I went on special tour with Senior Discovery Tours entitled The Celtic Connection. It was one week in Scotland then one week in Ireland. This gave me the opportunity to experience 2 great countries I had long to visit. But first, a little bit about Senior.
The tour company’s head office happens to be in my neighbourhood. This mural is on the side wall and I had passed it for years. I had been the kind of traveller to plan my own trips. However, I had always wanted to go to Peru and decided to leave an excursion like that up to the experts. What I enjoyed is that they have over 20 years experience, the trips are tailored to seniors and I’m travelling with people my own age (so they generally get my jokes).
This time around there was advice to get to the airport early because of lineups and delays due to security. When booking my airline ticket I added the Maple Leaf Lounge to the order. In that way, as I had to wait a couple of hours, I could do it in a comfy chair. What I didn’t realize was that there are 2 Maple Leaf Lounges – domestic and international. I first lined up to the domestic desk. It was over capacity and I had to wait. When I finally scanned my ticket, and she saw I was going to Scotland, she directed me to the International Lounge. It was busy but I easily found a seat and a bar. The Guinness was free to pour and they also have food.
I got through security surprisingly quickly. I was approaching Gate E when the attendant said it was closing because of capacity. He directed me to Gate D. D had just opened and I was one of the first. It took me 10 minutes to get through the screening. I felt this was a very good sign from the travel gods. I sacrificed a Guinness as a thank you.
The Senior Discovery Tour prices includes the airfare. However I did the upgrade to Premium Economy, mainly for the leg room. Because of an old soccer injury, my knee joint can cramp and become painful. One of the features on the jet that I really enjoy is the flight map. When flying over land, you get to know what cities are below you.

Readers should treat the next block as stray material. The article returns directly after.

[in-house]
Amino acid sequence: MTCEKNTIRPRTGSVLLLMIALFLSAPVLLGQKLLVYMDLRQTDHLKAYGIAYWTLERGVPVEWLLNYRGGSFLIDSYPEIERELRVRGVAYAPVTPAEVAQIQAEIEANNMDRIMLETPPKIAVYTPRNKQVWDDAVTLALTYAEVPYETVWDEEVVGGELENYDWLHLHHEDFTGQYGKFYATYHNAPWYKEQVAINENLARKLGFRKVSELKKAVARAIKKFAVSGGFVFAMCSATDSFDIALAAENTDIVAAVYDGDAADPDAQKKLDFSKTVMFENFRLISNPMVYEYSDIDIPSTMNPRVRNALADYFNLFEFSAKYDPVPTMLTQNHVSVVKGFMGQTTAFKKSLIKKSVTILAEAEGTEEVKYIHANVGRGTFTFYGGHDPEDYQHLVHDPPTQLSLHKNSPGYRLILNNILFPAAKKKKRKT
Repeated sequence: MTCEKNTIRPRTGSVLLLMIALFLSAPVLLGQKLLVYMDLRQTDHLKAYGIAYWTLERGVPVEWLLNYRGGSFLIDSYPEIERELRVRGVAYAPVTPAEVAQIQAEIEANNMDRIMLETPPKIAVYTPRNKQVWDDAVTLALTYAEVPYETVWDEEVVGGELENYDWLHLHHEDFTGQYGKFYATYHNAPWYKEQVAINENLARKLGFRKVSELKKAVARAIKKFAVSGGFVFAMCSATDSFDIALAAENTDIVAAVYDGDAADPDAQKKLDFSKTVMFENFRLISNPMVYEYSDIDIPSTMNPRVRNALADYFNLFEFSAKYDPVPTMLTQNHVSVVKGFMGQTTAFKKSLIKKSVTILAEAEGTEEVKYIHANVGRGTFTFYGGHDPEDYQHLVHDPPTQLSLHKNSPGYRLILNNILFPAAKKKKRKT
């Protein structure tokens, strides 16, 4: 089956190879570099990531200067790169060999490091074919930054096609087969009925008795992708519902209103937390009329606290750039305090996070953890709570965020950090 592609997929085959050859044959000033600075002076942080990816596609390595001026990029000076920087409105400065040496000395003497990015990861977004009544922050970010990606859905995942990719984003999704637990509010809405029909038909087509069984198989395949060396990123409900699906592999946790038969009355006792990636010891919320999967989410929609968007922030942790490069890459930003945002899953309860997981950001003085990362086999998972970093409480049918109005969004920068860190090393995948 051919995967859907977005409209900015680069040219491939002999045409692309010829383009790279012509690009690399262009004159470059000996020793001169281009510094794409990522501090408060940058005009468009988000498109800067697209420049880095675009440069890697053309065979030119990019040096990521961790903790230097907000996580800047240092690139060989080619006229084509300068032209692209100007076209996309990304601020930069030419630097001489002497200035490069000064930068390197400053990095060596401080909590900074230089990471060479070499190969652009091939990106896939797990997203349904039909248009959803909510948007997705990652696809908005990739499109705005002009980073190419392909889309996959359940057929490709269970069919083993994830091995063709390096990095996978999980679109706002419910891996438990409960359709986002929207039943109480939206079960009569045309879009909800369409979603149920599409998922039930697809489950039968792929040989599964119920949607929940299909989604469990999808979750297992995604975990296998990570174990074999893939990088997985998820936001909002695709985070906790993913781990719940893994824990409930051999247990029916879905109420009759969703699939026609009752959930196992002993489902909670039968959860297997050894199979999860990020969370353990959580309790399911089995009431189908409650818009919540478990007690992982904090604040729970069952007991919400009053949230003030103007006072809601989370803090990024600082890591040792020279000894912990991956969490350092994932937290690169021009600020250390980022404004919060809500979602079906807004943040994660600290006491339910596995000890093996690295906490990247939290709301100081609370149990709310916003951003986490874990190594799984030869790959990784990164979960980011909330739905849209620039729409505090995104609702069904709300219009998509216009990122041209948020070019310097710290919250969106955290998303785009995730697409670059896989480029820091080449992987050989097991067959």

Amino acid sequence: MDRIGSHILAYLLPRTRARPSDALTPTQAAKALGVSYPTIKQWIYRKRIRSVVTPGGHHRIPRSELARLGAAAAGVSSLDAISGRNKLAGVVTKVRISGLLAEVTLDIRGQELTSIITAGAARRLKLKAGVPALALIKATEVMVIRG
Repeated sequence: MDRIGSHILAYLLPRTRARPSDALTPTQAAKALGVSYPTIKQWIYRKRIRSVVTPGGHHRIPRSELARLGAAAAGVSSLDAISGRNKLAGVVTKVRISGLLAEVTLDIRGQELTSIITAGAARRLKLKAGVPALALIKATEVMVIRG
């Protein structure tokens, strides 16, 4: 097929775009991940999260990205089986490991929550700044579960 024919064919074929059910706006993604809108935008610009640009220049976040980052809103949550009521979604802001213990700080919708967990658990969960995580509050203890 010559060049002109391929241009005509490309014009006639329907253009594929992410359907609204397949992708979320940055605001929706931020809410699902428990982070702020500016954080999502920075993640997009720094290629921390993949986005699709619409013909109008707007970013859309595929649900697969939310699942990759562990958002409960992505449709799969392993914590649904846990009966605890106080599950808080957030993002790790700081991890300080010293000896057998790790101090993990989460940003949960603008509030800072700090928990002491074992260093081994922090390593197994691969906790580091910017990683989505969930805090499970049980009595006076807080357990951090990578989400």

Our tour guide/bus driver, Colin, took us to see The Kelpies. Our itinerary didn’t include them because Colin likes to surprise people on the first day. He has been a tour guide for 30 years and with Senior’s for 20. Here I am trying to capture the feeling that the one kelpie is expressing.
Completed in 2014, they are 30 metres high. Designed by Andy Scott as a monument to the horse powered heritage of Scotland. Kelpies are shape shifting water spirits which gives connection to the River Carron and the Forth and Clyde canal which is where they are situated.
They are steel plates, galvanized, then welded by hand. When it was first displayed, there were numerous accidents on the highway next to them as people rubber necked to see these gigantic heads. The Falkirk Council had to build earthen ramps and high walls to block the view.
The area is part of a huge redevelopment park called The Helix. The area was swamp so had to be landscaped to accommodate not only each Kelpie’s 300 tonnes but the traffic and visitors who would come. Above is the entrance to the Forth and Clyde canal which goes to the Falkirk Wheel.
Colin next took us to the Falkirk Wheel. I had never heard of it but will always remember it now. It is the only boat lift of its kind in the world. It takes a boat upward using the same amount of power as it does to boil 8 kettles. At the top is a boat channel the goes to the Union Canal. This system links Glasgow to Edinburgh
There were originally 11 locks connecting the two canals but they were disbanded in the 60s. It was the largest engineering project undertaken by British Waterways at a cost of 78 million pounds.
The idea for the design, by Tony Kettle, was based on Archimedes principle using the upward force of the water on the buoyant lower blade. The final structure has been compared to a Celtic double bladed axe.
Well, I was so impressed with the Falkirk Wheel, I bought a t-shirt with Tony Kettle’s drawing on it.
We headed for our hotel in Edinburgh. However I had plans. I wanted to get a pewter flask. I had done some online shopping before leaving and found a jeweller, Macintyres of Edinburgh, had a selection. I headed out on my walk of old town Edinburgh.
One cannot simple ignore Edinburgh Castle. I mean, it’s right there. My hotel is on the other side. I had to walk around the base to get to the store. On the way, met the first of many pipers and gave him some change.
Having obtained my flask, along with The Falkirk Wheel blended scotch, I felt I was in Scotland.
Next on the pilgrimage was the commemorative statue of Greyfriars Bobby. Bobby was a Skye Terrier who guarded the grave of his owner, John Gray, for 14 years. It is said that rubbing Bobby’s nose brings good luck. You can see how shiny his nose is. The statue is located near the Greyfriars cemetery where John Gray was buried.
After all that walking I needed to sit down for a pint. Our hotel, the Apex Grassmarket, is located in the Grassmarket area. More about that in the next post. I went into The White Hart, allegedly Edinburgh’s oldest pub. And what more would you expect in a Scottish pub then a dog making merry.
Despite the jet lag, I wanted to go explore more. But needed to get a full night’s sleep for tomorrows adventures.